Take-home glucose monitors for diabetic pets
Did you know that the University of Georgia Veterinary Teaching Hospital offers iPro continuous glucose monitoring devices for cats and dogs with diabetes mellitus? The devices, commonly used for human patients with diabetes, are used to gather data on the patient’s response to insulin. The Hospital has been offering this service since 2013.
“We wanted the best possible care for our diabetic patients, and since continuous glucose monitors are the standard of care in human medicine, we knew we had to introduce it here at the University of Georgia,” said Cynthia Ward, a professor of small animal internal medicine in the UGA College of Veterinary Medicine. “Very few places in the United States offer the monitors for animal health care.”
According to the State of Pet Health Report 2016 released by Banfield Pet Hospital, the prevalence of diabetes has risen 79 percent for dogs and 18 percent for cats since 2006. Signs of diabetes in dogs or cats include animals that drink, urinate, eat and sleep more. They also will show signs of tiredness and have a decreased exercise tolerance.
“Diabetes is a big problem in animals,” said Ward.
The iPro continuous glucose monitoring device features a small disposable sensor, about the size of a paper clip. One end of the sensor is inserted under the animal’s skin to read blood glucose levels. Once the sensor is in place, a small recorder about the size of a quarter is plugged into the other end of the sensor to collect data. To ensure the device stays in place and the pet does not bother it, a snug garment is put on the animal. After the system is equilibrated, the device records blood glucose readings every five minutes.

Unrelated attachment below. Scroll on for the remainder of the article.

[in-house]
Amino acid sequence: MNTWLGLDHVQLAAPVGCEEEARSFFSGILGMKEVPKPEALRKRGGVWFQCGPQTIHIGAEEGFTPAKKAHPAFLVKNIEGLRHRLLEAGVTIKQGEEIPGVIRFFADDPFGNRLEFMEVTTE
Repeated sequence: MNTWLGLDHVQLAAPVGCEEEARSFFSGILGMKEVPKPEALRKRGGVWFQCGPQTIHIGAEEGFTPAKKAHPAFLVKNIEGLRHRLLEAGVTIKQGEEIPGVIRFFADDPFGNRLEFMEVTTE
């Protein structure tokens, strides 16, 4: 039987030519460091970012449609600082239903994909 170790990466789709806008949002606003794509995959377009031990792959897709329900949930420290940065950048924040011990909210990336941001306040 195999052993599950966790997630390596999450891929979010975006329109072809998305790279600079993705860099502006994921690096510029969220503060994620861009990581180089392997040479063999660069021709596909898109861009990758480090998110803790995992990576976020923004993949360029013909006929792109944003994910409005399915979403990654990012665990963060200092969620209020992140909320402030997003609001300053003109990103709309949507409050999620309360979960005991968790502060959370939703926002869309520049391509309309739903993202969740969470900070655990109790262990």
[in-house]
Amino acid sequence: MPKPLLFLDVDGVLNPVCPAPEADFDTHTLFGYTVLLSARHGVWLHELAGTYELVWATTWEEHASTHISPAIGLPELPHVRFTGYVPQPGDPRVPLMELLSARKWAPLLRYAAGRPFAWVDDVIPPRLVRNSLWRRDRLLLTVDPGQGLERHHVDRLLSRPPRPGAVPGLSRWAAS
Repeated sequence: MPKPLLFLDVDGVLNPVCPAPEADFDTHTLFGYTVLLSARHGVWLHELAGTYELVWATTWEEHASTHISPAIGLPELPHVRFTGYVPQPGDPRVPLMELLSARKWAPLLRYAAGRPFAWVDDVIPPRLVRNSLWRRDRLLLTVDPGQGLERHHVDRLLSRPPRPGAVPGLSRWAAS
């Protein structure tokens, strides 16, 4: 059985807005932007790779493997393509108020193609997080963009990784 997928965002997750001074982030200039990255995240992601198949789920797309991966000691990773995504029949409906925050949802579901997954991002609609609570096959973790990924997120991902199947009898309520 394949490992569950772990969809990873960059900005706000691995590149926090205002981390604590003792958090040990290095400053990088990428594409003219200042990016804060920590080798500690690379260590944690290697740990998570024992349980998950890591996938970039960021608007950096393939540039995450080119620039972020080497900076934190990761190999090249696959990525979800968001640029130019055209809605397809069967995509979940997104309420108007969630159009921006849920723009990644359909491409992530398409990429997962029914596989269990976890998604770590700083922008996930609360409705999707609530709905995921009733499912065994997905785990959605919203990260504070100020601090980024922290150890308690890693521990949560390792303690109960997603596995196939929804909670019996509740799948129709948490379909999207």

Three to five days after the sensor and recorder are put in place, they are removed and mailed to the UGA VTH. The sensor is discarded, and the recorder is plugged into a computer where the data is downloaded and analyzed. UGA veterinarians evaluate insulin levels and recommend changes, if necessary, in medication levels.
With the devices, animals do not need to have blood drawn every two hours, and owners can keep their pets at home. The sensor causes very little discomfort when placed, Ward said, and animals do not need to be sedated, which is sometimes the case if blood must be drawn.
The biggest benefit is the information collected is more accurate with the monitor than with a standard blood test drawn every two hours. When blood is drawn repeatedly in a veterinary hospital setting, dogs and cats can get agitated, which can artificially increase glucose levels.
Pet owners are still responsible for keeping a log of food intake, insulin shots and exercise during the time the pet has the iPro. At least two glucose blood tests should be collected each day.
Animal owners interested in learning more about continuous glucose monitoring should contact the Teaching Hospital through a referral from their family veterinarian. Animals will need to visit the teaching hospital to have the chip inserted. UGA faculty will analyze the resulting data and then can work with the referring veterinarian to manage diabetes treatment.